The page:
Combined RT-PCR amplifications were carried out with 20-μl reaction mixtures containing 10 μl of RNA, 0.5 μM each oligonucleotide primer, 50 mM KCl, 10 mM Tris-HCl (pH 9.0), 0.1% (vol/vol) Triton X-100, 1.5 mM MgCl2, 0.2 mM each deoxynucleoside triphosphate (dATP, dCTP, dGTP, and dTTP), 0.1 mM dithiothreitol, 2.5 U of Taq polymerase (Promega), and 9 U of avian myeloblastosis virus reverse transcriptase (Promega). Thermal cycling reactions were performed with a GeneAmp PCR System 9700 (Perkin-Elmer, Applied Biosystems). Following incubations for 40 min at 42°C and 2 min at 94°C, PCR was performed for 25 cycles, each cycle consisting of 30 s at 94°C, annealing at 55°C for 30 s, and extension at 72°C for 30 s. Two microliters of the first-round PCR product was added to 38 μl of the second-round PCR mixture. The second-round PCR mixture was identical to the first-round mixture except for the omission of dithiothreitol and avian myeloblastosis virus reverse transcriptase. Cycling conditions were identical, except for the annealing temperature, which was increased to 60°C. PCR products were separated on a 1.5% agarose gel, stained with ethidium bromide, and visualized under UV light.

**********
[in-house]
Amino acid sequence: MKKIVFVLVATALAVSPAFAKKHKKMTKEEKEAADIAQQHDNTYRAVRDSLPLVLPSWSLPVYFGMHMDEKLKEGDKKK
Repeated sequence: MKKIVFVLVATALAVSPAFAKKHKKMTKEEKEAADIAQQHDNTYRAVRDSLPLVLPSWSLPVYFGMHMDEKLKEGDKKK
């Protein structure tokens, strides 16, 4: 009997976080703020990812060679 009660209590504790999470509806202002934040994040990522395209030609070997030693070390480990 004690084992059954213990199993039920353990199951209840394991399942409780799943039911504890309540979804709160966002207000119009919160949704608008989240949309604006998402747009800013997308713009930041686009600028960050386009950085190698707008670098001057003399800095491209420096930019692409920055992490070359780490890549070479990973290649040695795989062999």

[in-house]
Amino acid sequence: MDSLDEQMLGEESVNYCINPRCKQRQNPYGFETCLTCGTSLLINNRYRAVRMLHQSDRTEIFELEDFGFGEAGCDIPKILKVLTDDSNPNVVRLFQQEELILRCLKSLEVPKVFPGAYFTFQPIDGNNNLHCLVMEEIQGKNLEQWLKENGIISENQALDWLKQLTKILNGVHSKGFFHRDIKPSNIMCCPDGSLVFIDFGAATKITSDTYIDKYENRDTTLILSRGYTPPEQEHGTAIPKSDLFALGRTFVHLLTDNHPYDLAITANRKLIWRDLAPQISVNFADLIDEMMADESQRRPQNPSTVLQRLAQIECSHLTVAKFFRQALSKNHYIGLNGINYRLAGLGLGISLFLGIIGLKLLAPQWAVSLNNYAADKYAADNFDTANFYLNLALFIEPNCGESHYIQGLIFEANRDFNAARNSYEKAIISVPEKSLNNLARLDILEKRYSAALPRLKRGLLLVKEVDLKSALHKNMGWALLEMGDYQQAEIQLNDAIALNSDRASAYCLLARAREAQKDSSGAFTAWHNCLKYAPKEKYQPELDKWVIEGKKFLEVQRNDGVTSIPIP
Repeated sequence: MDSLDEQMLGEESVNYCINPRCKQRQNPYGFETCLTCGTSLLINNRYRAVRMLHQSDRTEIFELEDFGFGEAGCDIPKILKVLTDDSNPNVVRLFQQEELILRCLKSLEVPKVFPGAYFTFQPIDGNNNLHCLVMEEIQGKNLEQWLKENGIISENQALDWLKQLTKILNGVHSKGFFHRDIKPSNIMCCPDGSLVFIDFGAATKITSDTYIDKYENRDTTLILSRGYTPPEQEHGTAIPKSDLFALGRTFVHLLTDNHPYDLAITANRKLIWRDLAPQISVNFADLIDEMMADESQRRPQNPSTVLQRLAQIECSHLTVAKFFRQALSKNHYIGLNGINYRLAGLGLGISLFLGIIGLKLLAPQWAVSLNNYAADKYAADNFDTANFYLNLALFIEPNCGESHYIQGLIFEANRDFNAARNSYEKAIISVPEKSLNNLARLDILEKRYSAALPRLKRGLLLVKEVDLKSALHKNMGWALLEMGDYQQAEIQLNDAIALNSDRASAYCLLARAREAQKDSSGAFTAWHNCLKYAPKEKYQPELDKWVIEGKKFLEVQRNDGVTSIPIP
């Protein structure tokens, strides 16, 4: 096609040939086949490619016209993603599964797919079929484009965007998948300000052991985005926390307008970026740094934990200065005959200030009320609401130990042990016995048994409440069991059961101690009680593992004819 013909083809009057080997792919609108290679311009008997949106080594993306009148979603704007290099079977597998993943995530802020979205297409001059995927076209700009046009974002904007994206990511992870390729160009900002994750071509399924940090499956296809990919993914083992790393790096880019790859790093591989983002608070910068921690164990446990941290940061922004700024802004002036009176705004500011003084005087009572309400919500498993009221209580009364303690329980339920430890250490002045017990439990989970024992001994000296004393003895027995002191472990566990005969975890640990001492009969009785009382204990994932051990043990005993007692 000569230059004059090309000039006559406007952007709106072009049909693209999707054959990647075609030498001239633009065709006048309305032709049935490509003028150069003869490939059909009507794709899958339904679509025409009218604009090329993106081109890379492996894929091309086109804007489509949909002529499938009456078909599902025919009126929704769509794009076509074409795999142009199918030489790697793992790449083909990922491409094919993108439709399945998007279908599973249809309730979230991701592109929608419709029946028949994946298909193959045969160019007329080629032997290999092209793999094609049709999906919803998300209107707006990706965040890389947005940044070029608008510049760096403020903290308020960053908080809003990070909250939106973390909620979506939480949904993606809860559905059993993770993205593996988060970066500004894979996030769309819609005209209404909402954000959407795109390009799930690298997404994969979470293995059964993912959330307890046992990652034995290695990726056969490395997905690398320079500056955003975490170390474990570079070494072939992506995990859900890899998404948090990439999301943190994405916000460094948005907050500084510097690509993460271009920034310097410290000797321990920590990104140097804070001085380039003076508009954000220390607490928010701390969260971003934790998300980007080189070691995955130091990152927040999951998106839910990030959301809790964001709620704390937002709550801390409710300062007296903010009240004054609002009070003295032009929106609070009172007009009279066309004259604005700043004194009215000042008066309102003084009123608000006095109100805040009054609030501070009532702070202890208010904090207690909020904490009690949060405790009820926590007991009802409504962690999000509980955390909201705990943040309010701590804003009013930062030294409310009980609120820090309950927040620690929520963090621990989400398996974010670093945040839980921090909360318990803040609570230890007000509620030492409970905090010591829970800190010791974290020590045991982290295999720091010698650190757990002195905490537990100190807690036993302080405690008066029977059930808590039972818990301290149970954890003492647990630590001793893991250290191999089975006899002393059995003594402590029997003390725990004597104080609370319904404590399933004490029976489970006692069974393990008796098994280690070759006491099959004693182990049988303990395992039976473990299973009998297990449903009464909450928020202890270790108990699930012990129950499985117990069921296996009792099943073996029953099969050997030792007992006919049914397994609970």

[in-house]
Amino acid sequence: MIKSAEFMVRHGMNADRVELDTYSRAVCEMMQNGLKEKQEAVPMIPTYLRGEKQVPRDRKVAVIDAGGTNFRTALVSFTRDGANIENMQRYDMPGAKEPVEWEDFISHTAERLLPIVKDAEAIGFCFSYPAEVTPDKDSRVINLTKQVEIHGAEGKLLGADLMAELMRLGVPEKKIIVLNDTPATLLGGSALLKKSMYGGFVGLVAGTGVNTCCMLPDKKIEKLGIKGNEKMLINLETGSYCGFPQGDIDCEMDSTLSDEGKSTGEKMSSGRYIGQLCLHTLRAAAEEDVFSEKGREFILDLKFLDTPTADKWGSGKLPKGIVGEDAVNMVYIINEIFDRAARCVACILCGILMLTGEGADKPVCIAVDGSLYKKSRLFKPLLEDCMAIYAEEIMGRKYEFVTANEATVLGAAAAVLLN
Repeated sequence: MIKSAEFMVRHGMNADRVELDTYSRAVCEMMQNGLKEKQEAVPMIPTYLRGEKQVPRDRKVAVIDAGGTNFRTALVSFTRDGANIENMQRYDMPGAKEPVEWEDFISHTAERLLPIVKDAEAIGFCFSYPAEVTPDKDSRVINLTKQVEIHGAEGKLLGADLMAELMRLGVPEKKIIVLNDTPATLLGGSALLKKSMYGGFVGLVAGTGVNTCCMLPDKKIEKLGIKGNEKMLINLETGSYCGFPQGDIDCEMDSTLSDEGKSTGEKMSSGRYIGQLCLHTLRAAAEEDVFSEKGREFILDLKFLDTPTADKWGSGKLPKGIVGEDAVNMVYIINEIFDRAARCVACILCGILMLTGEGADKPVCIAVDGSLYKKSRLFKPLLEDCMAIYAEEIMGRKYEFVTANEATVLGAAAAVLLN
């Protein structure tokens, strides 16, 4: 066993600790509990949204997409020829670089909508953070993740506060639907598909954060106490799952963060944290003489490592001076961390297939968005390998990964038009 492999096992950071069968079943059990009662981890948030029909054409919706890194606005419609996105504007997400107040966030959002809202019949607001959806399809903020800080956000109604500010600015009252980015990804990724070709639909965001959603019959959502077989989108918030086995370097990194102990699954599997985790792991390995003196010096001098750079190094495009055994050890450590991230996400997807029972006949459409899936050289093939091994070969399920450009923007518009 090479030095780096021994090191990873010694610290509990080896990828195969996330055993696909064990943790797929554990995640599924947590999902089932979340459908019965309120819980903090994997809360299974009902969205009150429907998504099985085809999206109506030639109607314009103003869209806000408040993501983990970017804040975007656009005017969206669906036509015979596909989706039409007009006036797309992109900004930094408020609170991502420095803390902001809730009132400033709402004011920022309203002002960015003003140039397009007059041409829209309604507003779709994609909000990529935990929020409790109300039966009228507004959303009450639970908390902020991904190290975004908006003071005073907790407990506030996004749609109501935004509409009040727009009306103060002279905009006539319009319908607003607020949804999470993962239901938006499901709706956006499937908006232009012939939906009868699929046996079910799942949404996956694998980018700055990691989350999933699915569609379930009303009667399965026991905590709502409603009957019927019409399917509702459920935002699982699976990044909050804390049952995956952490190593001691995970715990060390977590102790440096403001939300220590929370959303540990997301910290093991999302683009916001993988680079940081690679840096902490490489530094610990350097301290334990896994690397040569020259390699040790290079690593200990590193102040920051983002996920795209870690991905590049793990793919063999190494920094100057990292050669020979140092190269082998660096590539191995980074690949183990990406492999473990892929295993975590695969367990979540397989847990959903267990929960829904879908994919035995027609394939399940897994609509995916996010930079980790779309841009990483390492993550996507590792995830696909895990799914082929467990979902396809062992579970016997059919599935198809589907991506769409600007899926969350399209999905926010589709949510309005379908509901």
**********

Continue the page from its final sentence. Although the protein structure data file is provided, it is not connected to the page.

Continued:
DNA sequencing and sequence analysis.

PCR products derived from a commercial qualitative RT-PCR assay were dissolved in 1.6% NaOH at the completion of the assay (AMPLICOR HCV diagnostic kit). NaOH was neutralized by the addition of 10 μl of 2 M HCl to 160 μl of the 5′-UTR PCR product, and the mixture was incubated for 10 min at room temperature.